Unless you have been “off the grid” for the last 12 months, you’ve probably heard of Bitcoin. And you may well have heard of Ethereum, LiteCoin, Ripple and other digital coins too. The price of Bitcoin rose more than 1,000 percent in 2017, while Ripple’s price increased by 36,000 percent and Ethereum’s by over 9,000 percent. Considering this, you may well be wondering if you should be investing in Bitcoin or other new digital currencies.
It’s a good question. The total market value of all digital assets is now over $800 billion, which is close to what Apple, the largest company in the world, is worth. That’s the value the market is placing on these assets, but that doesn’t mean that’s what they are actually worth.
Placing a value on a cryptocurrency is very difficult. Apple Computers has a market value of about $890 billion, but then Apple made a profit of $48 billion last year. That means the share price is about 19 times its profit. It also pays a dividend equal to nearly 1.5 percent of the share price. That gives you an idea of what you are buying if you invest in Apple.
With cryptocurrencies, it’s a little trickier. Most of the transactions in Bitcoin and other digital currencies are speculative trades. In other words, most transactions are made by people buying Bitcoin as an investment, or as a short-term trade.
That’s not to say there is no one using bitcoin to buy goods or pay for services though. Hundreds of companies including Microsoft, Expedia, Overstock and Subway accept Bitcoin. There are also brand-new industries popping up that accept Bitcoin. One of the most active parts of the Bitcoin economy is gambling, where dedicated sites like VegasCasino allow players to wager Bitcoin on casino games.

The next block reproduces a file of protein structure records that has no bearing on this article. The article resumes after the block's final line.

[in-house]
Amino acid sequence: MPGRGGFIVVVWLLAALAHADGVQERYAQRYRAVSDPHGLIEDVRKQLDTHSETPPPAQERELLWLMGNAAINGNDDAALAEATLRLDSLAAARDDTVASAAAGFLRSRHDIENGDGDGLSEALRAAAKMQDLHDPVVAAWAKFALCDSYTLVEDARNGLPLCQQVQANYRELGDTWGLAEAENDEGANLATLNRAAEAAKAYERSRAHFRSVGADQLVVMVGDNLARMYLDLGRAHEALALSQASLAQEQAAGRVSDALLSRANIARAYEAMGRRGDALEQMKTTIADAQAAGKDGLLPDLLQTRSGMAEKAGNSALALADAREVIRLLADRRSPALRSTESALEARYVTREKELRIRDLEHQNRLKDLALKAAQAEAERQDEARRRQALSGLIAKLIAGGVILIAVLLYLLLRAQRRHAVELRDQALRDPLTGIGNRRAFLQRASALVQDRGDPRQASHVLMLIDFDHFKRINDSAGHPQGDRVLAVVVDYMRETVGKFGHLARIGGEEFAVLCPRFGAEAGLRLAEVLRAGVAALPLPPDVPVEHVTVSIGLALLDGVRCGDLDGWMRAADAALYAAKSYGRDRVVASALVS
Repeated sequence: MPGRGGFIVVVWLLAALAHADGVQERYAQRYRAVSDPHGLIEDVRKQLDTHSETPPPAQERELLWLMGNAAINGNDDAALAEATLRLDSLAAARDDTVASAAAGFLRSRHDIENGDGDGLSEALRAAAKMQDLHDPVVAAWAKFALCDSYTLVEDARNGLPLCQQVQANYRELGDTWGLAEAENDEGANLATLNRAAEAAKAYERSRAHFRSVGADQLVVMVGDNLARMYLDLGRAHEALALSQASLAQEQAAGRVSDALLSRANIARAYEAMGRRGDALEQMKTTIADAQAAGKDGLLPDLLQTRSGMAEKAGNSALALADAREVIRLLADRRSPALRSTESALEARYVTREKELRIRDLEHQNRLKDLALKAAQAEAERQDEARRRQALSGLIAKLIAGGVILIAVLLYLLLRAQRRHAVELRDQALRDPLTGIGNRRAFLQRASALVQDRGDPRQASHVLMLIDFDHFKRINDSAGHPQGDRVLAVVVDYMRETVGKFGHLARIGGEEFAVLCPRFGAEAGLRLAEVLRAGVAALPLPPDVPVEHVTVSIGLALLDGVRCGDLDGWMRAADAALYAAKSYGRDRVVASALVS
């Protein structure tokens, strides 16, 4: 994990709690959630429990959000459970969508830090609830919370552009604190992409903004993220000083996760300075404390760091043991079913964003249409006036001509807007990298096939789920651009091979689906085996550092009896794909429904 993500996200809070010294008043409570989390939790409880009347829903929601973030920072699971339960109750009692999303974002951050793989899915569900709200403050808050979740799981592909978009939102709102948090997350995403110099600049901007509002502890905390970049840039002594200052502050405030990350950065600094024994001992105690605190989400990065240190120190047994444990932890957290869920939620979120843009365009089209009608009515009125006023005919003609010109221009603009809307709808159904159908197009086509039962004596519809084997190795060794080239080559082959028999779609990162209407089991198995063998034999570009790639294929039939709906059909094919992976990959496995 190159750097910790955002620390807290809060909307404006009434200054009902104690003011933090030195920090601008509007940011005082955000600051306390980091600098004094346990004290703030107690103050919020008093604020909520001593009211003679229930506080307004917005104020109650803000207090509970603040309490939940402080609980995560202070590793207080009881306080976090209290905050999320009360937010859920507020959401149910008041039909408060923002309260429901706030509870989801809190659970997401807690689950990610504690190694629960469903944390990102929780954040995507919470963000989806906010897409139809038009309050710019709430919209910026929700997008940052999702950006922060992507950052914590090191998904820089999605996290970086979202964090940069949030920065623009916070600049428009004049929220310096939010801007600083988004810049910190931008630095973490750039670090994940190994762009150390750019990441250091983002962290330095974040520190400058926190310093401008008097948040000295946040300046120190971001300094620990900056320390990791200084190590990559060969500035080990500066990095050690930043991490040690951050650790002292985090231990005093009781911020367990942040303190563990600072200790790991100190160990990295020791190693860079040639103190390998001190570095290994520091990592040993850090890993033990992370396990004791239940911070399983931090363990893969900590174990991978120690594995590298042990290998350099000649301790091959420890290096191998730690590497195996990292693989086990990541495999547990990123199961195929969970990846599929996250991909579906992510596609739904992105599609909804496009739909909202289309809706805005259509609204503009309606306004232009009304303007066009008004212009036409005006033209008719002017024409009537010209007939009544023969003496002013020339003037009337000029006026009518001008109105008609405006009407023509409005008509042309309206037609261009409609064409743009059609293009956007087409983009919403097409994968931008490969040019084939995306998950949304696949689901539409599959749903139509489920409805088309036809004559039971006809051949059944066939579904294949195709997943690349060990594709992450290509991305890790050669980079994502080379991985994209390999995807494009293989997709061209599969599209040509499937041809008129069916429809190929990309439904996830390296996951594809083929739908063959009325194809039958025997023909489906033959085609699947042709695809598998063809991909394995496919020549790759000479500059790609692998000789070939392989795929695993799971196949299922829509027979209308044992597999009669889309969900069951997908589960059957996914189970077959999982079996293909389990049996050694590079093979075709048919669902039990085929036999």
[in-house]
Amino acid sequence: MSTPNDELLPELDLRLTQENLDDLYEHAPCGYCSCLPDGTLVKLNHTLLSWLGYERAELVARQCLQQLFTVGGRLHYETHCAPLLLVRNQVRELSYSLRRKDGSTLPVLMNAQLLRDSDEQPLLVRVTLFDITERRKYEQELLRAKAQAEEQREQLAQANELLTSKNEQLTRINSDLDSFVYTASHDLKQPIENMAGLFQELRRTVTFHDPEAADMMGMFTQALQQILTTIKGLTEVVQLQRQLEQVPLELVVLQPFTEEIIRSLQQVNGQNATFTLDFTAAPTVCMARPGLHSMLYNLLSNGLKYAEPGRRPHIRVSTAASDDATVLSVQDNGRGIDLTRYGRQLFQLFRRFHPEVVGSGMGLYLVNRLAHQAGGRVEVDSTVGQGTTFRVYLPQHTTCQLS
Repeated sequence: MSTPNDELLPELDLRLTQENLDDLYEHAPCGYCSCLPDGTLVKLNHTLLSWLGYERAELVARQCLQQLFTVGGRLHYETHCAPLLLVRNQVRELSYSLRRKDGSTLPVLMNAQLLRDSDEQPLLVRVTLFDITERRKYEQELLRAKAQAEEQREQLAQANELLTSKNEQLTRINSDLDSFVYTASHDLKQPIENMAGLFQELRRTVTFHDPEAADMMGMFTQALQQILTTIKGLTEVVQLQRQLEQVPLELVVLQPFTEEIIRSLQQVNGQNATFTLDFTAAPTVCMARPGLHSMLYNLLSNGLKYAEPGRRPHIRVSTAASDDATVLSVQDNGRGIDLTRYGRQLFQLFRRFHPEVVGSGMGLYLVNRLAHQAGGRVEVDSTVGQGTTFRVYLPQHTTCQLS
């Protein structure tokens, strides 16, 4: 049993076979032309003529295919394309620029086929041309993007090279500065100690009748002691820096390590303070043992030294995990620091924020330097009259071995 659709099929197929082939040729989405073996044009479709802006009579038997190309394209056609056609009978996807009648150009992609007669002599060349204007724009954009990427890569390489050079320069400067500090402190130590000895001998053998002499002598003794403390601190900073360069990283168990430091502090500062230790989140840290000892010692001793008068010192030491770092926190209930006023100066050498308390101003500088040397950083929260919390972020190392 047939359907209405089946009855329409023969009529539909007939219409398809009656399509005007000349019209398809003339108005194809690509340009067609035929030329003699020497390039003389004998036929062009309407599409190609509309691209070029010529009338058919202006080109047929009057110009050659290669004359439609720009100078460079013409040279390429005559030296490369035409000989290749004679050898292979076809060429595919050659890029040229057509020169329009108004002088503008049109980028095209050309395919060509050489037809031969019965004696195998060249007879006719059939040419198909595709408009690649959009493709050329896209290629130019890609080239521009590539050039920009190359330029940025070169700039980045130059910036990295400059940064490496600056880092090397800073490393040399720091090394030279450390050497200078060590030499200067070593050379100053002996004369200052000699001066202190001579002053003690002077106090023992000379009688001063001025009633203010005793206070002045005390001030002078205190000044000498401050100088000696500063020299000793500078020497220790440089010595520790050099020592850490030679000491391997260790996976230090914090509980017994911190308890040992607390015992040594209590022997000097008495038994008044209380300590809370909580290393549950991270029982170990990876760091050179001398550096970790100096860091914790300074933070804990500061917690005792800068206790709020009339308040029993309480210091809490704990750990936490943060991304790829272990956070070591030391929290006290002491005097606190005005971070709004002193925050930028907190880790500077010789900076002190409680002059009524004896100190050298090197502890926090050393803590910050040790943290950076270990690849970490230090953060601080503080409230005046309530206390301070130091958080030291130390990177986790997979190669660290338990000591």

But tying the value of Bitcoin back to the amount of commercial activity is tricky. Conventional currencies pay interest which allows investors to compare one currency against another and to compare currencies to bonds and stocks.
The price of a cryptocurrency is a function of supply and demand and nothing else. The supply of most cryptocurrencies is limited, and in the case of Bitcoin, there will never be more than 21 million coins. Since the supply is limited, the price is all about demand. Right now, the demand for cryptocurrencies is based on the idea that the demand in the future will be higher. But that demand cannot continue to rise forever. At some point, it will have to be based on people needing to buy bitcoin in order to perform certain transactions.
Will every company in the world be forced to accept Bitcoin or Ethereum in the future? They might, but it’s also possible they won’t have to. On the other hand, to use the service of a company operating on a blockchain or decentralised network, you will need to use tokens or cryptocurrencies. And if you need to buy the tokens for a specific network, the easiest way to do that will be with Bitcoin. That’s where the real demand for Bitcoin will come from.
So, back to the original question: should you invest in Bitcoin? Well, there is a strong case to be made that real demand will eventually justify the current price. The problem is that at some point when speculative demand runs out and real demand takes over, the prices will probably fall a lot.
That means that regardless of when you invest, you are going to see a lot of volatility. So if you are going to invest you need to be able to tolerate a bumpy ride, both financially and emotionally.